Refurbishing the main cabin and galley
In 2003 when we purchased Lottie the layout of her main cabin was not quite the standard one. The underdeck lockers were neatly lidded which hid their contents nicely and stopped things falling out. But these lockers extended too far down for comfortable sleeping on the bunks below. The thin screws retaining the hinges were inserted edgewise into the 12mm plywood and this did not really work. The screws constantly worked loose. The hull under the mahogany lockers was lined with 4mm mahogany plywood which, with black vinyl upholstery, and wood-stripped ceiling all made for a rather dark saloon. [Click on small pictures to enlarge]
The sink was mounted to starboard. It slid out forwards from under the galley over the starboard bunk. It was a clever space-saving idea. But it didn’t really work for us. We didn’t want a sink over the settee. And when stowed away under the cooker, it left little leg room for a sleeper in the starboard bunk.
The chart table was shorter than standard and the size of the Bukh 10 meant it sat below the top of the engine box which stood higher than the sill of the companionway. Entering the cabin meant stepping up and over the engine.
The Bukh was replaced by the smaller lighter Beta 14 allowing a more compact engine case which enables you to stand at the cooker and sink in the main hatchway (the only position below with standing headroom). Initially the rebuild was carried out in cheap reddish coloured ‘Marine Ply’. But later (after being inspired by Dave Quantrell’s superb teak interior for Pai Nai) this was either replaced with teak-faced ply or covered with 3mm teak-faced plywood. In effect, we rebuilt the saloon twice. The result still isn’t a patch on Pai Nai which sets a high standard. But Lottie is a lot smarter than she was.( see Pai Nai here on the Trident Owners website).
The grab posts either side of the companionway were inspired by those seen on Pai Nai and Chris Tabor’s Skerry of Arne. The solid wood used was iroko. All internal wood was given several coats of Danish Wood Oil which gives a rich but low sheen finish.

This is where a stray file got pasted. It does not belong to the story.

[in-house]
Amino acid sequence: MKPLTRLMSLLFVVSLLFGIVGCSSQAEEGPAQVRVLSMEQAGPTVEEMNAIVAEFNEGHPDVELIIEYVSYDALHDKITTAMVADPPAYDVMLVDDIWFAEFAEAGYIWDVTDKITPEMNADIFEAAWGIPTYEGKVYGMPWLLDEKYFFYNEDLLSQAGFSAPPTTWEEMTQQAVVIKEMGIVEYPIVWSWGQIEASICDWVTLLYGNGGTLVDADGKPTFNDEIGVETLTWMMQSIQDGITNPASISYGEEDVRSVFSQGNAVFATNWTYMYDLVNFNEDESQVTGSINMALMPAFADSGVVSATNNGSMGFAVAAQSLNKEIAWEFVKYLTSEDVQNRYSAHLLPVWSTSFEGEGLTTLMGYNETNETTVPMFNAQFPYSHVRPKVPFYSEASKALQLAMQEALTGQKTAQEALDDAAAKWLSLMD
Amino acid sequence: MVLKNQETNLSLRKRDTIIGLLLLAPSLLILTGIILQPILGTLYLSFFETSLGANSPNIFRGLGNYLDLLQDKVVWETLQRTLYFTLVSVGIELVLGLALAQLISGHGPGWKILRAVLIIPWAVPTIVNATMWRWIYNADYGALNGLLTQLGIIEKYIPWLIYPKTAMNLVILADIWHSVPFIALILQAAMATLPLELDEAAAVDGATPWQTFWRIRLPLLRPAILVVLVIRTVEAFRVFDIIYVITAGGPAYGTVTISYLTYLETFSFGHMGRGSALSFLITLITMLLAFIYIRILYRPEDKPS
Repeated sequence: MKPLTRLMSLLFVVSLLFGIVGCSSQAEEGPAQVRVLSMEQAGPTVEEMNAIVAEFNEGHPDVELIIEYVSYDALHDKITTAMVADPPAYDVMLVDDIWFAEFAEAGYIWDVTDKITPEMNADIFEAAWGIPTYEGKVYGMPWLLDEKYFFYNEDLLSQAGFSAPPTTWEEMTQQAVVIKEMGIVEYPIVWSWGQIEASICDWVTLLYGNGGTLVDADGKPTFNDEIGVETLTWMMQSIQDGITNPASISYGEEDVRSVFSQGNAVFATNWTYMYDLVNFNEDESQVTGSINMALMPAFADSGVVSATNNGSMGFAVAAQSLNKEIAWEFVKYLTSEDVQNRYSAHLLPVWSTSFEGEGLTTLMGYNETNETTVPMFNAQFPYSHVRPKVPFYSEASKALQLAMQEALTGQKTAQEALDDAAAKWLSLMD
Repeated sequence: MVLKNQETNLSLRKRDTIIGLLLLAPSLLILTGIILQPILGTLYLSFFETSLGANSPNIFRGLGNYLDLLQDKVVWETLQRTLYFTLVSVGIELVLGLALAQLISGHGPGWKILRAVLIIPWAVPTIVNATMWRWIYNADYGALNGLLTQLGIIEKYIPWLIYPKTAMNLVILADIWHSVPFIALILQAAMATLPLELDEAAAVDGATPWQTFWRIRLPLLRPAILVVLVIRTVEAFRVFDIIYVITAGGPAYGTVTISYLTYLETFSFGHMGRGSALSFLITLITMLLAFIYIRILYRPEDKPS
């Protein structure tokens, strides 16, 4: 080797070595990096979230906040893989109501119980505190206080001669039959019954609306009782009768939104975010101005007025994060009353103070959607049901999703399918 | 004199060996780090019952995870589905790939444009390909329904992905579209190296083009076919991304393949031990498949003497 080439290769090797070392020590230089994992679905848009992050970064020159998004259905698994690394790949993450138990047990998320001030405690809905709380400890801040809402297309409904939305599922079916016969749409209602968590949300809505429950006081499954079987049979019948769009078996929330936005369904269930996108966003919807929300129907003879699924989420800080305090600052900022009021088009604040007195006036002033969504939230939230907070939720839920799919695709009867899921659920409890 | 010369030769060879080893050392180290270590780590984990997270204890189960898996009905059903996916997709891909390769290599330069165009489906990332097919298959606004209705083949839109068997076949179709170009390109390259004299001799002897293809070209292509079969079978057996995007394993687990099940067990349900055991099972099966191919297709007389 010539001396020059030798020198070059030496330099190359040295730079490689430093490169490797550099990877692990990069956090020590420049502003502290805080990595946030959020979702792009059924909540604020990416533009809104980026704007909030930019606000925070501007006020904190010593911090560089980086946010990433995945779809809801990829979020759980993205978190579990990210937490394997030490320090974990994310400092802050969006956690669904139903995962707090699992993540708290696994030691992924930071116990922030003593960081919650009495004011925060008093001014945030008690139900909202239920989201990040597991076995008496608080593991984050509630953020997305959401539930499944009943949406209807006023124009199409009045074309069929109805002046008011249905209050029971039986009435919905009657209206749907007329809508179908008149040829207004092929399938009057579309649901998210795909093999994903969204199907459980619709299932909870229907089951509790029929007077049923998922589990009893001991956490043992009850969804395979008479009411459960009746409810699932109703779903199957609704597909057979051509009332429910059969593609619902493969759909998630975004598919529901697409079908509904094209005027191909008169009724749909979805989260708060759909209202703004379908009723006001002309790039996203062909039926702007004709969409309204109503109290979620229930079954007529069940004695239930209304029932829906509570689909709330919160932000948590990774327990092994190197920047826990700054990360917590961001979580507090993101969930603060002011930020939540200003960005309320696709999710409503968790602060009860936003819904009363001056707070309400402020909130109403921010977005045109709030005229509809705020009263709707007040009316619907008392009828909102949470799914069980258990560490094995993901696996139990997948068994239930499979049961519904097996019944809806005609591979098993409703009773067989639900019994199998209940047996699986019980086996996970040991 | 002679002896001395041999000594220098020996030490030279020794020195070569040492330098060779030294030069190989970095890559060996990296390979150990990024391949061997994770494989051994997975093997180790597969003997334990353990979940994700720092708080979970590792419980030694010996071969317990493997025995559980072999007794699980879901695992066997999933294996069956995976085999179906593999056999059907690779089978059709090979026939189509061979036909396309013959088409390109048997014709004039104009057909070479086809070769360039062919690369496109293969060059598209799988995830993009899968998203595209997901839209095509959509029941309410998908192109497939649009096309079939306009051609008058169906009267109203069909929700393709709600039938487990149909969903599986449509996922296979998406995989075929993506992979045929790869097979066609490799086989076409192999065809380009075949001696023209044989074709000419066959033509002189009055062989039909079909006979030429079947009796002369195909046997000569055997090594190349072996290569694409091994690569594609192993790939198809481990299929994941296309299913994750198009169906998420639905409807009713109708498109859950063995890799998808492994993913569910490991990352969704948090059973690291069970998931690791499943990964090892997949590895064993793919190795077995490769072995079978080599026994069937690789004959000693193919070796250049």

The faux inlaid floor (with painted stripes) saved me several hundred pounds since a Trident would require more than one 8×4 sheet of the real teak and holly inlaid stuff.
The main bulkhead was so damaged that it had to be covered up. I contemplated teak veneer or a sheet of thin teak-faced ply but opted in the end for cream coloured Vinyl which lightens the cabin considerably. The ceiling is still covered with the orginal teak slats so the interior does not feel too plasticky. The vinyl edge cut round the doorway in the main bulkhead was trimmed with a laminated wooden moulding and a cover board fitted where the vinyl meets the roof slats. These slats are problematic however as they have been fitted crookedly and do not allow ready access to the deckhead inside to get at the fixings of any deck gear mounted on the roof or to attend to leaks.
The inside of the ‘step’ of the doghouse, the cabin sides above deck level and the bulkhead each side of the main hatch have been lined with foam-backed vinyl stuck to 6mm ply boards. This is all subject to change if the roof slats are to be scrapped and replaced with removable ceiling boards.
The plywood lining the hull behind the bunks was also covered in foam-backed vinyl to produce a lighter interior. New bunk cushions were ordered from a small company specializing in refurbishing pub upholstery. They charged less than half the price quoted by boat upholsterers and did a good job.
To Do/Wish List:
- replacement demountable ceiling
- grab handles in the main hatchway
- improved galley stowage
- hinged hatches on the underdeck lockers
- a folding table
- forward facing windows in the doghouse step